(Ecofin Agency) - To meet the growing demand for high-speed connectivity on the continent, telecom operators are increasingly focusing their investments on 4G and 5G. Some are even planning to switch off inferior mobile technologies.
Telecom operator MTN Nigeria has no plans to disable its 2G and 3G mobile networks "for now." This was revealed by Mohammed Rufai (photo), the operator’s CTO, last week at a press conference concerning the extension of MTN’s 5G network to 13 cities.
“The fact that we are moving to 5G does not mean we should not cater to the needs of the subscribers on the other technology. We must also consider those who need the lower technologies. The fact is even that 3G network can be used for other services in the future,” the executive explained.
The update comes after MTN Nigeria recently renewed its license for the 2,100MHz frequency band with the Nigerian Communications Commission (NCC) for 58.7 billion naira ($127.4 million). This resource will allow them to continue providing 3G services until 2037.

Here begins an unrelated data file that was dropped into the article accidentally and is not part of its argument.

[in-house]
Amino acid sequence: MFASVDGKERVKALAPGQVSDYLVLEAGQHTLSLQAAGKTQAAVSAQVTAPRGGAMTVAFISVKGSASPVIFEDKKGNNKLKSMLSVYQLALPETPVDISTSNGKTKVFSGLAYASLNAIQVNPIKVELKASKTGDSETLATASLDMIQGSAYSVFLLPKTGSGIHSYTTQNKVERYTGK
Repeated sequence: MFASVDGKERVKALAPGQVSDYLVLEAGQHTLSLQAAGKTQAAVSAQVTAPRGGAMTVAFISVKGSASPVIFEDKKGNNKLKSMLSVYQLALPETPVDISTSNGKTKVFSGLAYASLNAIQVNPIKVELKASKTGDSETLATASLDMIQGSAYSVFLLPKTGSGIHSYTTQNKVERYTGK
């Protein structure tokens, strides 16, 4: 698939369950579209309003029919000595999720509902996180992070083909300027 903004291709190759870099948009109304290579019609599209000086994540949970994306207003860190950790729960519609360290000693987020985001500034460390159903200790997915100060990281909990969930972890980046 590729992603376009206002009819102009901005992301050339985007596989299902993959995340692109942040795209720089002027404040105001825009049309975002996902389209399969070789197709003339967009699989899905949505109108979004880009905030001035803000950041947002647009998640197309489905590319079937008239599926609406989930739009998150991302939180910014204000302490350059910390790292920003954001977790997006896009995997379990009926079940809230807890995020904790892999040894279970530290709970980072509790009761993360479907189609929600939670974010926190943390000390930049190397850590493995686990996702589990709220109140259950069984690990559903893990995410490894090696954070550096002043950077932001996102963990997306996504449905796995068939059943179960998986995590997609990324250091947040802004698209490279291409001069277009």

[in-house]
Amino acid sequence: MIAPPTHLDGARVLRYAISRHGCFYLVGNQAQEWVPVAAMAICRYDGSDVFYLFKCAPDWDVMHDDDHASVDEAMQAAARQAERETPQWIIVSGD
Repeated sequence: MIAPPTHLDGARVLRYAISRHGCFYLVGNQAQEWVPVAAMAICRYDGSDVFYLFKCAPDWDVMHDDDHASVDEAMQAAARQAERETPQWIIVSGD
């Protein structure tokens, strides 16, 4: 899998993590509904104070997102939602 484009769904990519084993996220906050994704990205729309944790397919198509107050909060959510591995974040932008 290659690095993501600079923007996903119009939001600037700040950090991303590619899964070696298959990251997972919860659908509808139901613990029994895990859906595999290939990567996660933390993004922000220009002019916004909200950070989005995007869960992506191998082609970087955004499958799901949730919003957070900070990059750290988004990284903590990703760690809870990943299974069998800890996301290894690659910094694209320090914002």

This investment reflects the strategic position of 3G networks for telecom operators in sub-Saharan Africa, where smartphone adoption is not yet high. According to the GSM Association (GSMA), 49% of mobile connections in the region come from a smartphone. The association further reveals that 3G will remain the dominant network in the region, accounting for more than half of all connections by 2025.
However, it is important to remember that most telecom operators in Africa are focusing their investments on 4G and 5G to meet the growing demand for high-speed connectivity on the continent. In this context, some operators and governments are advocating for the deactivation of 2G and 3G networks to free up frequencies for broadband and ultra-broadband services. This is the case in South Africa.
“MTN Nigeria would take into account what subscribers need. We shall not leave anyone behind, even as we encourage people to move to higher technology. Of course, we know that a time would come when people on some of those networks will reduce, then we can take appropriate decisions on them," Rufai added.
Isaac K. Kassouwi